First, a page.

Looking at newer enhanced seasonal influenza vaccines: a systematic review of efficacy, effectiveness and safety

News story

Based on a systematic literature review, ECDC assessed the efficacy, effectiveness and safety of newer and enhanced inactivated seasonal influenza (flu) vaccines among those 18 years or older. These assessed are MF59® adjuvanted, cell-based, high-dose, and recombinant haemagglutinin influenza vaccines.

Vaccines. © Istock

In sum, the evidence-base for the efficacy (study results from conducted phase 3 trials) and effectiveness (study results from assessment of vaccine performance when vaccines are in use in the real world) of newer and enhanced influenza vaccines is currently still limited. With several studies ongoing, ECDC will update this review in the future.

Despite the currently limited evidence, it is likely that the use of these vaccines provides greater protection against seasonal influenza than not getting vaccinated. Due to a lack of available studies, a comparison between the newer vaccines was not assessed. A large body of evidence was presented for the safety of the newer influenza vaccines, with expected results regarding the safety profiles.

The report provides recommendations to enhance research conduct as well as reporting on this topic to improve available data overall for these newer enhanced seasonal influenza vaccines.

Why seasonal influenza vaccines?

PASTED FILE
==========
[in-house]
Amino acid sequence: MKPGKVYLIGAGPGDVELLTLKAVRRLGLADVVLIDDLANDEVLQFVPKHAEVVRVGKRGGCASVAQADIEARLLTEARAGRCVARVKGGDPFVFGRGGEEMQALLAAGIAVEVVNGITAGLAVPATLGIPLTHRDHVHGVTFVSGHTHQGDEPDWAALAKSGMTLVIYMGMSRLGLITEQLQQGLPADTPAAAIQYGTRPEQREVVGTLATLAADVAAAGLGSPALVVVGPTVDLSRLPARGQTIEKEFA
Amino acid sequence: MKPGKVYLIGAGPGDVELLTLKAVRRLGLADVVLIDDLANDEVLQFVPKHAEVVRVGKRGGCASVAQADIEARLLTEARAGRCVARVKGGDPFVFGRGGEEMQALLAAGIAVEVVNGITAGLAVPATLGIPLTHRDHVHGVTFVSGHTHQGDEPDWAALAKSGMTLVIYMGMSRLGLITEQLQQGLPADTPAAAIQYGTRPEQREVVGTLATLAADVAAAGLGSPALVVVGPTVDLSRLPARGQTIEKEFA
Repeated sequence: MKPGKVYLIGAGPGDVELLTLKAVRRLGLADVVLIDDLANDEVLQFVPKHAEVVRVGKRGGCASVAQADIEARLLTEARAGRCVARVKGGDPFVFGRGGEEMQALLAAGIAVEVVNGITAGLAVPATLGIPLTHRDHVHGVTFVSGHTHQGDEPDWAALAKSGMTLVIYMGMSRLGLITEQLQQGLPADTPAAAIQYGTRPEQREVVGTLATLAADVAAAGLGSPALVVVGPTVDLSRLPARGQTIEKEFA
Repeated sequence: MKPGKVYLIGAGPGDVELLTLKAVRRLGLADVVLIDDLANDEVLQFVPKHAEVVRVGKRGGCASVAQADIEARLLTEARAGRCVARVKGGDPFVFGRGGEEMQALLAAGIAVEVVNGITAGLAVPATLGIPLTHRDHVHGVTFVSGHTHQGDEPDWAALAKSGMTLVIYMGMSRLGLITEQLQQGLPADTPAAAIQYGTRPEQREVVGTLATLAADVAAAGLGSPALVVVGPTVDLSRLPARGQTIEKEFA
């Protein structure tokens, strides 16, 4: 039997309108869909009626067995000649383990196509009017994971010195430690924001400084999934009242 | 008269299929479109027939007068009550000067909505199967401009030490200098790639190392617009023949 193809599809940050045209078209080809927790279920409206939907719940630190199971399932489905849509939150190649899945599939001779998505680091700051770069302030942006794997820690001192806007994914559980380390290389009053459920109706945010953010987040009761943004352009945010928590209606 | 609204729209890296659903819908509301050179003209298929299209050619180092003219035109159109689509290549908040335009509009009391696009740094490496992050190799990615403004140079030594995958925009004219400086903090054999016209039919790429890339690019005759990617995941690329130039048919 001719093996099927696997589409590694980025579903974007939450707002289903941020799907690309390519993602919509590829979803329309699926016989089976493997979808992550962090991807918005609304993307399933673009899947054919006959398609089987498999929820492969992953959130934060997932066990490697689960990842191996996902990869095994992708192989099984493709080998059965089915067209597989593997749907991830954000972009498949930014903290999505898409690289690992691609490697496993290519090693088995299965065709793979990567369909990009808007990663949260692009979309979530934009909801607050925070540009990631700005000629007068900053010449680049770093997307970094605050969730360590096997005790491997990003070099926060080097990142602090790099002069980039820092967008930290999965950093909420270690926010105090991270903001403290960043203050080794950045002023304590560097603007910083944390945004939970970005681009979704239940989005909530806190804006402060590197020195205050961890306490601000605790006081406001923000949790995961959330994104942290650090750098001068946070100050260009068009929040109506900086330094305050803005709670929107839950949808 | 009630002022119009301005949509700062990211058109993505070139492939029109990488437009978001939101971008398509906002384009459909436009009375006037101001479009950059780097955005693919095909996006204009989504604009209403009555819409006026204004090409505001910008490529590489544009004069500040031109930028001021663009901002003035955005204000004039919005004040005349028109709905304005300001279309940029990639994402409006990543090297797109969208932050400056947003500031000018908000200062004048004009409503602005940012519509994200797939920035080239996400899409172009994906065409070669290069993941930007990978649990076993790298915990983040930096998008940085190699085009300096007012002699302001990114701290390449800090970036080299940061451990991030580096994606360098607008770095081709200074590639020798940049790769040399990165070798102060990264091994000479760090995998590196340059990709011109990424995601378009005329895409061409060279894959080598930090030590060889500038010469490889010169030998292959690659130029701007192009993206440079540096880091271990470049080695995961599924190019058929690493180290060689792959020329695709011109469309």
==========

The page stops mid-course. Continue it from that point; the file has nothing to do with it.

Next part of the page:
Seasonal influenza is an infectious respiratory disease, typically circulating from November to April in the Northern hemisphere and from June to October in the Southern hemisphere. It is mainly transmitted between humans through droplet transmission, indirect contact and aerosols. Collectively, the World Health Organization estimates that annual seasonal influenza epidemics result in three to five million severe cases and 290 000 to 650 000 respiratory deaths worldwide.

The most effective way to prevent seasonal influenza infection is through strain-specific vaccination. How effective the annual influenza vaccines are, depends on a number of factors including the predominantly circulating influenza strains, the obtained vaccination coverage in the (risk) populations and the mutation of the virus compared to previous influenza seasons.

For many decades, only trivalent influenza vaccines (that include two influenza A strains and one influenza B strain) have been available. In recent years, quadrivalent (two influenza A strains and two influenza B strains) have been authorised and are increasingly available. Traditional influenza vaccines have limitations in terms of immune response and the substrate used during manufacturing can reduce overall effectiveness. The newer and enhanced influenza vaccines have been developed, both in trivalent and quadrivalent forms, in an attempt to counteract these limitations.